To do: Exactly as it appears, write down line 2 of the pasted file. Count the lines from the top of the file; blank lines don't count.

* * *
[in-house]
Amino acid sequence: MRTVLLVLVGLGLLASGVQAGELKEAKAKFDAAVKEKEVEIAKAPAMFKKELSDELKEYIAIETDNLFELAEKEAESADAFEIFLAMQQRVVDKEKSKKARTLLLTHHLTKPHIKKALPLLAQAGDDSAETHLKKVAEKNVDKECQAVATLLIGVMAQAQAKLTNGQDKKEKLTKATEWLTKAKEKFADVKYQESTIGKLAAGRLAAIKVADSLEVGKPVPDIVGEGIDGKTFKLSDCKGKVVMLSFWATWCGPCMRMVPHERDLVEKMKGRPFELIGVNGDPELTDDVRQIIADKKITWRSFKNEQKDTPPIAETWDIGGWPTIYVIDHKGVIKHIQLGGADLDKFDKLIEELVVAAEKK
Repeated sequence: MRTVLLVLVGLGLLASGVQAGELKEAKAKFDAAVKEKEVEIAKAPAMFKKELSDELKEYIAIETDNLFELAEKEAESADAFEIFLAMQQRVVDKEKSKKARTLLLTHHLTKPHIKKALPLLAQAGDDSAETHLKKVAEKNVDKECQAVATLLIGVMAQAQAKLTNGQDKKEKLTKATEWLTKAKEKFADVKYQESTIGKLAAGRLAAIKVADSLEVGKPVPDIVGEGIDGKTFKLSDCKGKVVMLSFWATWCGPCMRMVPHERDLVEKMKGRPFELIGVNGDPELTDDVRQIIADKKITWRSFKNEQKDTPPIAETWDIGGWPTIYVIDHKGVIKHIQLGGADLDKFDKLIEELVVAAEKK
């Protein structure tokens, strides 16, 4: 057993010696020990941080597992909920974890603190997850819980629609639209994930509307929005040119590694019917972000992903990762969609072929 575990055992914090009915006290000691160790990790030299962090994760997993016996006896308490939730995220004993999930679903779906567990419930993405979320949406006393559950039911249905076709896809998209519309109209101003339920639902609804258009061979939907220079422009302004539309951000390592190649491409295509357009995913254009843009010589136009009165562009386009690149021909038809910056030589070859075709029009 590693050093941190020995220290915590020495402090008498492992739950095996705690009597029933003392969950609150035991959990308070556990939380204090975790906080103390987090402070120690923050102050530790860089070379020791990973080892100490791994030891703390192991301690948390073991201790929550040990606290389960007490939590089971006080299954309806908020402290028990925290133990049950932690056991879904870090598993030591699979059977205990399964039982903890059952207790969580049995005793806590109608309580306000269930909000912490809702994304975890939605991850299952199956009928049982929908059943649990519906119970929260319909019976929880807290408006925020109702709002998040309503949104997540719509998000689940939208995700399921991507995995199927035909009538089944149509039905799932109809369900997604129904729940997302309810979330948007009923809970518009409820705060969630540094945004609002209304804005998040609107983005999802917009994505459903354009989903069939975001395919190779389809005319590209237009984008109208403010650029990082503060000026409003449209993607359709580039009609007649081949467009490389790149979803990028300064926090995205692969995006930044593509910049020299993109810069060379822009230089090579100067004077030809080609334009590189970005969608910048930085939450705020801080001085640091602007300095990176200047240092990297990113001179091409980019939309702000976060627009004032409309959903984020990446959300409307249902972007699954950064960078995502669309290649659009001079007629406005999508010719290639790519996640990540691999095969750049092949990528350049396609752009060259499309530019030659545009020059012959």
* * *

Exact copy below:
Amino acid sequence: MRTVLLVLVGLGLLASGVQAGELKEAKAKFDAAVKEKEVEIAKAPAMFKKELSDELKEYIAIETDNLFELAEKEAESADAFEIFLAMQQRVVDKEKSKKARTLLLTHHLTKPHIKKALPLLAQAGDDSAETHLKKVAEKNVDKECQAVATLLIGVMAQAQAKLTNGQDKKEKLTKATEWLTKAKEKFADVKYQESTIGKLAAGRLAAIKVADSLEVGKPVPDIVGEGIDGKTFKLSDCKGKVVMLSFWATWCGPCMRMVPHERDLVEKMKGRPFELIGVNGDPELTDDVRQIIADKKITWRSFKNEQKDTPPIAETWDIGGWPTIYVIDHKGVIKHIQLGGADLDKFDKLIEELVVAAEKK